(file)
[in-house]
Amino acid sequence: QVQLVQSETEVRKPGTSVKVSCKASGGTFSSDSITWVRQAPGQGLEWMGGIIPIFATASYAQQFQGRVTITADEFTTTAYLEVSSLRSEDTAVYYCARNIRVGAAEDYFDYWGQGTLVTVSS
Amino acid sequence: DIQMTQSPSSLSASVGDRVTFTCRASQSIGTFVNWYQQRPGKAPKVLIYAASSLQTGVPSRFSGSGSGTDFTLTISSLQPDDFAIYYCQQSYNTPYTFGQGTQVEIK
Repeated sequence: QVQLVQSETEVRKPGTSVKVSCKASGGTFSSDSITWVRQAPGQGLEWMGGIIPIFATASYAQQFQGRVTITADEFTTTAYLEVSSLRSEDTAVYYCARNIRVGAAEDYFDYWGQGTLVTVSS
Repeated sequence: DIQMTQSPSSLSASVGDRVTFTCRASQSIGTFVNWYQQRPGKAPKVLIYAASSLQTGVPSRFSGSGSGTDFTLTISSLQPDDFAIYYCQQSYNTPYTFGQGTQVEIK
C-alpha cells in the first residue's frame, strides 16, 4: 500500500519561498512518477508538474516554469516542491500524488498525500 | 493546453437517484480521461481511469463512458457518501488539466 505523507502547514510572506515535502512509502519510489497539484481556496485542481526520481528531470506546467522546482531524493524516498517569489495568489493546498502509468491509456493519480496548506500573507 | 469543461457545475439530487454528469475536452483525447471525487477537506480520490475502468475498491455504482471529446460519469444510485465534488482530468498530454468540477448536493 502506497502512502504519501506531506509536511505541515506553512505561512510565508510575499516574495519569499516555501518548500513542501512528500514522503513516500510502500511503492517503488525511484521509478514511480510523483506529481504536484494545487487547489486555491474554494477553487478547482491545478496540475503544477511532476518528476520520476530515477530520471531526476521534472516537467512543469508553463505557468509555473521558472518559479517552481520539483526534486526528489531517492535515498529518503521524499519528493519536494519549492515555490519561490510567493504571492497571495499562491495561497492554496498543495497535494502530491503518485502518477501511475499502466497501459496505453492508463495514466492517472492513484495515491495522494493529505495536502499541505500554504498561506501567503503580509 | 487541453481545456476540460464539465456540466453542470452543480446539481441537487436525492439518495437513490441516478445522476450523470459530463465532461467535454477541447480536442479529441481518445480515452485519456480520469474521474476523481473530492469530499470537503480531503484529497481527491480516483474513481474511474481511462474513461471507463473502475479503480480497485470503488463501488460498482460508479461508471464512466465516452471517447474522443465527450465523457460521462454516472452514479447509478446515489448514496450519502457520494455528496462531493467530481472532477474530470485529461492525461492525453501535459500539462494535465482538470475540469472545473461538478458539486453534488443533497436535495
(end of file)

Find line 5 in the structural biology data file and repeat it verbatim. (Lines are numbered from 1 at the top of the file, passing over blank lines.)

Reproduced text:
Repeated sequence: DIQMTQSPSSLSASVGDRVTFTCRASQSIGTFVNWYQQRPGKAPKVLIYAASSLQTGVPSRFSGSGSGTDFTLTISSLQPDDFAIYYCQQSYNTPYTFGQGTQVEIK